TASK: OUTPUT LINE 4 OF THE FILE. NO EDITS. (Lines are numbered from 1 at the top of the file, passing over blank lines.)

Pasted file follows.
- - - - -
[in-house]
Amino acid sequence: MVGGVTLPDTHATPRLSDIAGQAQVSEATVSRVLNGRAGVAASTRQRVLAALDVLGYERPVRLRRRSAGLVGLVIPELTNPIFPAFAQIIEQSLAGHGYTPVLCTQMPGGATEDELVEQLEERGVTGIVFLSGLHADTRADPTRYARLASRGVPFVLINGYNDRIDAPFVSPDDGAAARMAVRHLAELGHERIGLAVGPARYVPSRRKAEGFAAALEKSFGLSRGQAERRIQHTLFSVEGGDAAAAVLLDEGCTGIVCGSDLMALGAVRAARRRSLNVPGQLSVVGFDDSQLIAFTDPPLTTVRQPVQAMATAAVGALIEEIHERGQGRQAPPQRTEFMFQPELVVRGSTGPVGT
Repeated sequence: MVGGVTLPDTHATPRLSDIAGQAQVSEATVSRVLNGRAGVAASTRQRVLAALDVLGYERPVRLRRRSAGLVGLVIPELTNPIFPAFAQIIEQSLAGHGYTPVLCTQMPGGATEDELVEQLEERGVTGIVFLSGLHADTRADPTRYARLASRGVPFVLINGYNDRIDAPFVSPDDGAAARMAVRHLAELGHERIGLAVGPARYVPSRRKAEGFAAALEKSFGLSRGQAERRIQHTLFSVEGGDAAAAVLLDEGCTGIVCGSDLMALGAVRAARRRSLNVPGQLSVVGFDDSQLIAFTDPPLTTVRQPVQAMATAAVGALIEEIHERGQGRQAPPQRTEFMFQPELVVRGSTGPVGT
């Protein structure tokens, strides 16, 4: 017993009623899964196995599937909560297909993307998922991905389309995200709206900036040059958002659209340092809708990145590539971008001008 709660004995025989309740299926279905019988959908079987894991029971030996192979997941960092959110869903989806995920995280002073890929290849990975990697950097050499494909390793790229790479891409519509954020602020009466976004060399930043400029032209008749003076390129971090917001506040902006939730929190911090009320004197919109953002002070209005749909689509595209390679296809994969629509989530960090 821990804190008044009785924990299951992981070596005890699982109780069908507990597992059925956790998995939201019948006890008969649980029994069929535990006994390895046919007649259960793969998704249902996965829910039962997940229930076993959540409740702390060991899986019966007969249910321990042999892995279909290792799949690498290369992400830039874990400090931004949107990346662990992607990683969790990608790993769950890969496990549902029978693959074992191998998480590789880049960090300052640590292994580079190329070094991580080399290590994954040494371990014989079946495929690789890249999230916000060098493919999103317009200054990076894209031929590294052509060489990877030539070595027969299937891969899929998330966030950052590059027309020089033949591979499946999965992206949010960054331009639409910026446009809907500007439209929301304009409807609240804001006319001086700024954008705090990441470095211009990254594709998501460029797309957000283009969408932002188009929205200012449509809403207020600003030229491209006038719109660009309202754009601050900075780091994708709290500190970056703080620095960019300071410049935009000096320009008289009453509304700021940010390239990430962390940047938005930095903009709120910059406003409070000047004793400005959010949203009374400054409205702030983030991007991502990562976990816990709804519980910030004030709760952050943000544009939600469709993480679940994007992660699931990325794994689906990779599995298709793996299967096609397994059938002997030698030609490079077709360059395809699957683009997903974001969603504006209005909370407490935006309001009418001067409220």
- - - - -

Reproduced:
């Protein structure tokens, strides 16, 4: 017993009623899964196995599937909560297909993307998922991905389309995200709206900036040059958002659209340092809708990145590539971008001008 709660004995025989309740299926279905019988959908079987894991029971030996192979997941960092959110869903989806995920995280002073890929290849990975990697950097050499494909390793790229790479891409519509954020602020009466976004060399930043400029032209008749003076390129971090917001506040902006939730929190911090009320004197919109953002002070209005749909689509595209390679296809994969629509989530960090 821990804190008044009785924990299951992981070596005890699982109780069908507990597992059925956790998995939201019948006890008969649980029994069929535990006994390895046919007649259960793969998704249902996965829910039962997940229930076993959540409740702390060991899986019966007969249910321990042999892995279909290792799949690498290369992400830039874990400090931004949107990346662990992607990683969790990608790993769950890969496990549902029978693959074992191998998480590789880049960090300052640590292994580079190329070094991580080399290590994954040494371990014989079946495929690789890249999230916000060098493919999103317009200054990076894209031929590294052509060489990877030539070595027969299937891969899929998330966030950052590059027309020089033949591979499946999965992206949010960054331009639409910026446009809907500007439209929301304009409807609240804001006319001086700024954008705090990441470095211009990254594709998501460029797309957000283009969408932002188009929205200012449509809403207020600003030229491209006038719109660009309202754009601050900075780091994708709290500190970056703080620095960019300071410049935009000096320009008289009453509304700021940010390239990430962390940047938005930095903009709120910059406003409070000047004793400005959010949203009374400054409205702030983030991007991502990562976990816990709804519980910030004030709760952050943000544009939600469709993480679940994007992660699931990325794994689906990779599995298709793996299967096609397994059938002997030698030609490079077709360059395809699957683009997903974001969603504006209005909370407490935006309001009418001067409220």